Saturday, November 22, 2014

Ambition vs. Storm: The Disappearance of Mrs. Grayson and The Dawn

"Heaven has no rage like love to hatred turned, Nor hell a fury like a woman scorned." (spoken by Zara in Act III, Scene VIII,  The Mourning Bride (1697) by William Congreve. The same could be said for a winter's Atlantic storm. So when the two meet, it's not likely much good will come of it.

The year 1927 was a difficult one for aviation, and especially for women in aviation. From the moment Lindbergh landed in Paris, the race was on to see who would become the first woman to cross the Atlantic by air. Princess Anne of Löwenstein-Wertheim-Freudenberg (who flew predominantly under her maiden name of Lady Anne Savile) and her pilot, WWI ace Leslie Hamilton disappeared in the middle of the Atlantic in their Fokker F.VIIa St. Raphael on August 31, 1927. Just a couple of weeks earlier, 22-year old Mildred Doran, a passenger on the Buhl Air Sedan Miss Doran, had disappeared while trying to cross the Pacific in the Dole Derby.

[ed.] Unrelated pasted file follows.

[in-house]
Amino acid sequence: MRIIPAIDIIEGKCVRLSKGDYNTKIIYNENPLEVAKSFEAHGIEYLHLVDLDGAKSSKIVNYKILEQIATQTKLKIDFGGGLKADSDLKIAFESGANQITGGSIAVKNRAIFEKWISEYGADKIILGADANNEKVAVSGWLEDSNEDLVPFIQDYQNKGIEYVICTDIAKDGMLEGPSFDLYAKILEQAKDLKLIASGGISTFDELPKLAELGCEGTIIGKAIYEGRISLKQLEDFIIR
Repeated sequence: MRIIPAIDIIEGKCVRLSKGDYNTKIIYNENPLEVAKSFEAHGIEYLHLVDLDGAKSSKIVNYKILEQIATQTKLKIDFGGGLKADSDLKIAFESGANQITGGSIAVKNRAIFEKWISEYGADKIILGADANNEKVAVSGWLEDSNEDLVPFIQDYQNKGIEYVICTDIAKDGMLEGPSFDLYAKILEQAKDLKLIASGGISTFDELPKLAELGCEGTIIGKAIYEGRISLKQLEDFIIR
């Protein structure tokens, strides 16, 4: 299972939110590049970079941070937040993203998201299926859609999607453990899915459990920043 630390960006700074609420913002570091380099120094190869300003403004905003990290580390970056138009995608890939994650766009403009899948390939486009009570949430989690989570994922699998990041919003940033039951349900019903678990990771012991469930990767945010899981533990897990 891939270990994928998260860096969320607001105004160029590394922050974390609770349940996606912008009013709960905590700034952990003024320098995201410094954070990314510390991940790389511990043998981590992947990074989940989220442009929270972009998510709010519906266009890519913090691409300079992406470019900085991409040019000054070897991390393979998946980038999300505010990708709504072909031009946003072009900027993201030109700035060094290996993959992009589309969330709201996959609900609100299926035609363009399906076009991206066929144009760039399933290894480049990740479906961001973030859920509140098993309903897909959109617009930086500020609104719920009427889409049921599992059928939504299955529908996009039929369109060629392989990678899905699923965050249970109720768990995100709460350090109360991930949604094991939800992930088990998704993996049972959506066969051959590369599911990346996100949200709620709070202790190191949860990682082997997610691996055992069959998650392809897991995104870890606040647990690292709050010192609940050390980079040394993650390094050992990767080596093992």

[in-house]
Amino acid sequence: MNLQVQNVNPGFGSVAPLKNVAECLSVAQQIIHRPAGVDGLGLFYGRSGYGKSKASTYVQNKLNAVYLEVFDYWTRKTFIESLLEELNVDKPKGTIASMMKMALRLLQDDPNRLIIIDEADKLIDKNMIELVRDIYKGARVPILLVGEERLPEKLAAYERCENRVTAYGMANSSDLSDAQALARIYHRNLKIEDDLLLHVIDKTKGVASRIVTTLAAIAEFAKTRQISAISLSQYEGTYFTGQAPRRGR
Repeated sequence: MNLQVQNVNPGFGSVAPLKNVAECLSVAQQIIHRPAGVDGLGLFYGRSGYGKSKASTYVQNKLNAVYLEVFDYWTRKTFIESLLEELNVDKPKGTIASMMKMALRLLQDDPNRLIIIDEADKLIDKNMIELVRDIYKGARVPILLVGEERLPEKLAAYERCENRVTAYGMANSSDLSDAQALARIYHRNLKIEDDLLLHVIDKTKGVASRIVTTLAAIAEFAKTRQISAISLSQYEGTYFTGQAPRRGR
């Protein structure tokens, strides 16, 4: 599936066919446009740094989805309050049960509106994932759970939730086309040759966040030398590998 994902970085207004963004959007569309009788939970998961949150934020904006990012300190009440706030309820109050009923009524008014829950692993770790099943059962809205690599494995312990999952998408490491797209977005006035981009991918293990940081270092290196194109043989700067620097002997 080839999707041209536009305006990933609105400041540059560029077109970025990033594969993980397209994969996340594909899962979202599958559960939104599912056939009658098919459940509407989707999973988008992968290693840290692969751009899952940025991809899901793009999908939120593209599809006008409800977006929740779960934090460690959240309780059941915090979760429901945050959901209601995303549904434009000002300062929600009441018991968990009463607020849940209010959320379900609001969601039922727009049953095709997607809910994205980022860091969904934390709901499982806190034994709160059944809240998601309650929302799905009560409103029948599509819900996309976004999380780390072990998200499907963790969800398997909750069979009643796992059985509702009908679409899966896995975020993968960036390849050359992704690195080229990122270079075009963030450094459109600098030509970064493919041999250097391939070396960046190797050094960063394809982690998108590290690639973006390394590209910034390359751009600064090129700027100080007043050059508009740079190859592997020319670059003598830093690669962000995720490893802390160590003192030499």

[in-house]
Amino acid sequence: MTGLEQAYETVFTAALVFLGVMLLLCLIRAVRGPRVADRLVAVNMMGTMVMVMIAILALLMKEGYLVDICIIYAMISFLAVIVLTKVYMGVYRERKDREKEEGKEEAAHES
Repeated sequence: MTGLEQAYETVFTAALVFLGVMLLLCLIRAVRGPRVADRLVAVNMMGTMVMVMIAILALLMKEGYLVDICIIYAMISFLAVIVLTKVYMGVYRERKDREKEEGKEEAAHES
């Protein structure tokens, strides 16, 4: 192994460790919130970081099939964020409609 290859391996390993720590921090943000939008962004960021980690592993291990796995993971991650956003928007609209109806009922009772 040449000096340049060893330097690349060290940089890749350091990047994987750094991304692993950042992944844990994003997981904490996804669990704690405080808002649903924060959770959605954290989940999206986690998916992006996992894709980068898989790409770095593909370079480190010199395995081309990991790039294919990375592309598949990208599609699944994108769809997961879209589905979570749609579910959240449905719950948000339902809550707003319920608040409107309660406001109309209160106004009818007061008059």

The Dawn on Old Orchard Beach, Maine, with a large crowd looking on. It has likely landed and just turned around to shut down (if it were about to take off, it is likely that there would be some members of the ground crew near the plane). The date is probably October 10, 1927. The pier had been a lot longer, but was heavily damaged in a storm in 1909. When it was rebuilt, the casino was moved in closer to the beach, to where it is shown here.

The tragedies continued. On September 7, a Fokker F.VIIa named Old Glory, sponsored by William Randolf Hearst, attempted the first flight from America to Rome, Italy; after departing from Old Orchard Beach, Maine, the crew was never seen again. The same day, a Stinson Detroiter named Sir John Carling in the first attempt at a London, Ontairo to London, England flight, took off from Harbour Grace, Newfoundland, and also disappeared. The Royal Windsor, also a Stinson, was the plane to make the first attempt to fly from Windsor, Ontario to Windsor, England, and made it as far as Harbour Grace on September 7; enroute, it, too, stopped at Old Orchard Beach. The disappearance of Old Glory and Sir John Carling led pilots Phil Wood and Duke Schiller to wisely re-think things and give up the attempt.